Bitcoin, electricity and the law

There are two things I want to write about today: Bitcoins uses a hell of a lot of electricity and humans are pretty bad at cryptocurrencies.


The electrical bill:

Each Bitcoin transaction takes about 320KWh of energy. The network uses about as much electricity as Hungary which is roughly 40TWh per year.[Digiconomist] In comparison, Google reports that it used about 6 TWh in 2015. While there are only around 300,000 Bitcoin transactions per day, there are about 3,000,000,000 Google searches every day. (Google also does more than just searches)

These simple statistics have convinced me the either Bitcoin is not the future, or at the very least that I really don’t want it to be the future. Bitcoin’s energy consumption doesn’t even depend on the volume of transactions per day but rather on the price of Bitcoin and by extension the profitability of mining. (The difficulty of the hashing problem is set so that a constant number of blocks are mined every hour; if more hashing is done, then the problem gets harder) The more profitable mining is the more money you can spend on electricity to mine. Maybe there are additional and significant market forces I’m not accounting for, but even at the current rate of consumption Bitcoin has the potential to be environmentally disastrous. (however, in places where electricity is already used for heating…why not?)



When I say that humans are no good at Bitcoin, I mean that we’re not good at computer security (storing keys securely) and that we are very bad at rigorous cryptographic proofs and hard coded contracts. In cryptocurrencies, math decides ownership and humans struggle to understand what exactly they are getting. I think Bitcoin was designed with computers in mind, not humans.

The only time when it really matters that you “own” a Bitcoin is when you try spending it. When you do that, you have to convince the network cryptographically that the bitcoin is yours to spend. Putting aside “weary giants of flesh and steel” all you need to use a bitcoin in a transaction is the key. The networks doesn’t care how you got it, if it’s yours or if you stole it or “hacked” it by beating the crypto. If you can produce the proper key, the transaction goes through and it’s carved into the ledger and the only way to reverse that would be to convince a majority of nodes that it never happened.

Laws of flesh and steel might disagree but the whole point of cryptocurrencies is that the proof is in the math and not the courts or government. Of course if I spend your bitcoins, then the law can make me pay you back or throw me in prison etc. and this is no different then if I spend your dollars but at that point why do we even bother with cryptocurrencies? How is Bitcoin better than dollars if cryptographic proof means nothing if the law disagrees? Sure, Bitcoin also does away with central banks and currency manipulation, but if the law decries that the 21 million bitcoin cap is too low, and if the law has the coercive power, what’s stopping it from adding another million? Perhaps there are answers to these questions or perhaps reality will just be a compromise where the math nearly always counts but the law corrects theft indirectly (not forcing anyone to return spent bitcoins but to repay the same number of coins). But this still doesn’t seem like quite the dream of a truly decentralized currency.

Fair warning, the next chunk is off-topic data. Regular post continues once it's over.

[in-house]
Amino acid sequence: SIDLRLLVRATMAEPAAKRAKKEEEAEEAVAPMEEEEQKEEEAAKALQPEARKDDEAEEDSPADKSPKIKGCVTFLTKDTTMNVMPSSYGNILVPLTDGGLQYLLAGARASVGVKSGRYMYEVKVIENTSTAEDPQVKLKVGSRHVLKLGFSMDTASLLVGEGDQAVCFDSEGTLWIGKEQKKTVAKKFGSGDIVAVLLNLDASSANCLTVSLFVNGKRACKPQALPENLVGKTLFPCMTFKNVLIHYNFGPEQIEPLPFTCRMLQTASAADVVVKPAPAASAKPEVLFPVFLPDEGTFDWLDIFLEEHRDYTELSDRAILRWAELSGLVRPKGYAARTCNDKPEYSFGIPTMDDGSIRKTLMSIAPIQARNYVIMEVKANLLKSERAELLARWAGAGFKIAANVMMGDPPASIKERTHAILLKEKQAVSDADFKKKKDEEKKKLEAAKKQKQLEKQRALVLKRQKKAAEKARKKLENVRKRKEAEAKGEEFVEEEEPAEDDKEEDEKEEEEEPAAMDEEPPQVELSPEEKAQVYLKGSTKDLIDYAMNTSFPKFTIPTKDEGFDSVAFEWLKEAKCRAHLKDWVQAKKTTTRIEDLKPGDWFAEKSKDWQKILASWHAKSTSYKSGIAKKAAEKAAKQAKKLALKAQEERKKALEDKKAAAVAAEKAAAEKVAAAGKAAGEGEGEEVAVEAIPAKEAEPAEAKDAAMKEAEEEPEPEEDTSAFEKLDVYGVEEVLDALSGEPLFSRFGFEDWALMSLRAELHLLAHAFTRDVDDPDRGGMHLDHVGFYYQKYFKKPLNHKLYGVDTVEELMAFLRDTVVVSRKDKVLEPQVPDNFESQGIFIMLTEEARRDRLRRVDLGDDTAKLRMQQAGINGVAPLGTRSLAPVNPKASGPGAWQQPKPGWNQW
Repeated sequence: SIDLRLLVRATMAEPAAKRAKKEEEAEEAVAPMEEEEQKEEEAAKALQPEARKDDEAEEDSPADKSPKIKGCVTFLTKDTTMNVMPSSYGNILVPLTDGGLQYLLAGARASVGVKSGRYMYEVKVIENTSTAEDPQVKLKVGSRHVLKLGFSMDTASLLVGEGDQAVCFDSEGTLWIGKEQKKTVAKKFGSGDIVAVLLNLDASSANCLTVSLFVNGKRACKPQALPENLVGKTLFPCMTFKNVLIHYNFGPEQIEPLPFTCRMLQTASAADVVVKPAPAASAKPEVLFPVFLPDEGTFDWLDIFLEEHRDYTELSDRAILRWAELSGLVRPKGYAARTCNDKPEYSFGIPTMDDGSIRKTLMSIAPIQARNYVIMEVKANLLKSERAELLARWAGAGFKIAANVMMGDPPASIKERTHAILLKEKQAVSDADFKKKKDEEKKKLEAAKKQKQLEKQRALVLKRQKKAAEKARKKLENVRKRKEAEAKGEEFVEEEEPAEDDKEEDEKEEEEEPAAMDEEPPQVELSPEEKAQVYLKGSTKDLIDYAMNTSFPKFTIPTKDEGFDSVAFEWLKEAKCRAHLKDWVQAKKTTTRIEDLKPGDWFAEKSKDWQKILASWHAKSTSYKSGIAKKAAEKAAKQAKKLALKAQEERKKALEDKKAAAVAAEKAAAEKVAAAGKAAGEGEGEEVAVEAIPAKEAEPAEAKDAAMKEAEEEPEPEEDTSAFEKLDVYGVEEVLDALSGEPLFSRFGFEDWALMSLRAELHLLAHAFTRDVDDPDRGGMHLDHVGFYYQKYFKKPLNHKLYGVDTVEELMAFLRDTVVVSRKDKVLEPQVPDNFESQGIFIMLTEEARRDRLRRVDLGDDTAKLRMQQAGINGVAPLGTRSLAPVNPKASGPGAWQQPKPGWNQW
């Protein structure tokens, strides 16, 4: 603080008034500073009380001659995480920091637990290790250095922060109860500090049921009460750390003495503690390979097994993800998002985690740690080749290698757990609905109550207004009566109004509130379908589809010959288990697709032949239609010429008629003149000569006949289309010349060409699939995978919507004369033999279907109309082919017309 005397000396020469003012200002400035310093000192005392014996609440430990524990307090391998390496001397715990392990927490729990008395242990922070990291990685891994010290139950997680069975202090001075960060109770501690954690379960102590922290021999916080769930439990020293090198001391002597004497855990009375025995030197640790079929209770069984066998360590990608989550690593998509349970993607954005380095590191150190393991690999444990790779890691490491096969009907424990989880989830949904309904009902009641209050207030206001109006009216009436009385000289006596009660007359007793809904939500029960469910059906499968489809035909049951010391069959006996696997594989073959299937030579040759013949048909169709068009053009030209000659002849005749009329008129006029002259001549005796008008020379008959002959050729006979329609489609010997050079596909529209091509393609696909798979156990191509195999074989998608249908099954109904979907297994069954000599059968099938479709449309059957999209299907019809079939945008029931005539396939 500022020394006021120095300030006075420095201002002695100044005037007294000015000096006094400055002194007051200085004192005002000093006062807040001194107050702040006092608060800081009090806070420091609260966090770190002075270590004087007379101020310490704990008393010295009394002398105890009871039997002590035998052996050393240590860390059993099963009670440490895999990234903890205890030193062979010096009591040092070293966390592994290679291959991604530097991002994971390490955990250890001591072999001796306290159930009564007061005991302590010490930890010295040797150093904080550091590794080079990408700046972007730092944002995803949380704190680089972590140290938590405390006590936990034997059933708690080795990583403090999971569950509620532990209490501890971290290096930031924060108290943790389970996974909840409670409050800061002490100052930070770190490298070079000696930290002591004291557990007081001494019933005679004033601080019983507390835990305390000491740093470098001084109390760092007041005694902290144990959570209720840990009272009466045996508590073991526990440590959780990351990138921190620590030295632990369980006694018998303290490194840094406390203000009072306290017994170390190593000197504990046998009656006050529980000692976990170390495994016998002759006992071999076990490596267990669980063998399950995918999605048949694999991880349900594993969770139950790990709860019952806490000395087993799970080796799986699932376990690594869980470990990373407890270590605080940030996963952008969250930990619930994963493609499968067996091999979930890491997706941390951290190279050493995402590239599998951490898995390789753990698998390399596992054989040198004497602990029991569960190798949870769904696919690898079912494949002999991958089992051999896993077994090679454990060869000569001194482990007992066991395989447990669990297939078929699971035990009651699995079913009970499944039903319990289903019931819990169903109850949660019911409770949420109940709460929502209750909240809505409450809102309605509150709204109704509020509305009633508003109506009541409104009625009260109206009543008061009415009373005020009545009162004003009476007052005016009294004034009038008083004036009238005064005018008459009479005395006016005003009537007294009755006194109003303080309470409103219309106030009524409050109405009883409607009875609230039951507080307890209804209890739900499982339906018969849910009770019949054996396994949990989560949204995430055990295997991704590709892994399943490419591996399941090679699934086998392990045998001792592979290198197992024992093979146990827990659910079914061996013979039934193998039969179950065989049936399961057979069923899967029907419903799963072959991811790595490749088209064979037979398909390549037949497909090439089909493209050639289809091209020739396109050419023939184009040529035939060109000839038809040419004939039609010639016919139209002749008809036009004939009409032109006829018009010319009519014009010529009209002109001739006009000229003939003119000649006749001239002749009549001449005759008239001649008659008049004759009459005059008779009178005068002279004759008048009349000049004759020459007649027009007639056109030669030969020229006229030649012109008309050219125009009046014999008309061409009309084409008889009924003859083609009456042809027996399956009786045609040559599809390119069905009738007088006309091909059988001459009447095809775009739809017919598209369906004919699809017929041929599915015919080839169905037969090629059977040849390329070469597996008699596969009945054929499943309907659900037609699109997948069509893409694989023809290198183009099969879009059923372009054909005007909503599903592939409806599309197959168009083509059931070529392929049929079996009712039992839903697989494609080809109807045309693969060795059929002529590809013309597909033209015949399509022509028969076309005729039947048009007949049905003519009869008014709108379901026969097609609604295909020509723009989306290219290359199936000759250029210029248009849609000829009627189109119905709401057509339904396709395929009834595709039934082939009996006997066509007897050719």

The other example on the subject of humans that interests me is the DAO “hack”. This “hack” happened when some clever fellow figured out that there was a discrepancy between what people thought the DAO’s Ethereum contract did and what it actually said. As it turned out, the contract made it possible to take ether (Ethereum coins) that the humans involved would say aren’t your’s, but the code (the contract) said sure. As I understand flesh and steel contract law, contracts can be ambiguous and the exact meaning of clauses can be interpreted in different ways and in such cases the courts decide. Like with Bitcoin, kind of the whole point of Ethereum contracts is that they are algorithmic and deterministic; there is only one interpretation. If the humans involved don’t understand this one true interpretation then there might not be anything they can do once they “sign” the contract. In this case of the DAO, this is exactly what happened.

Rather than accept the loss, the humans involved in Ethereum and the DAO decided to erase the mistake from the ledger and perform a “hard fork.” A majority of nodes agreed and the “hack” was mostly undone. But here again I ask why even bother with the blockchain? We already have a tried and tested system in place to resolves conflicts regarding contracts. Maybe the courts are inefficient or bad but shouldn’t we then focus on changing them rather than using some infallible code and then deciding it was wrong after all? It would be silly to say that we have learned from the DAO and will never make such mistakes again. Of course we will because if we were so great at contracts then litigating flesh and steel contracts would be really easy (the correct interpretation would be obvious). Again, maybe I’ve overlooked perfectly good answers to these questions but for now if someone asks me if I think cryptocurrencies and blockchains are the future all I can do is shrug and say, “I donno, probably, but not really.”


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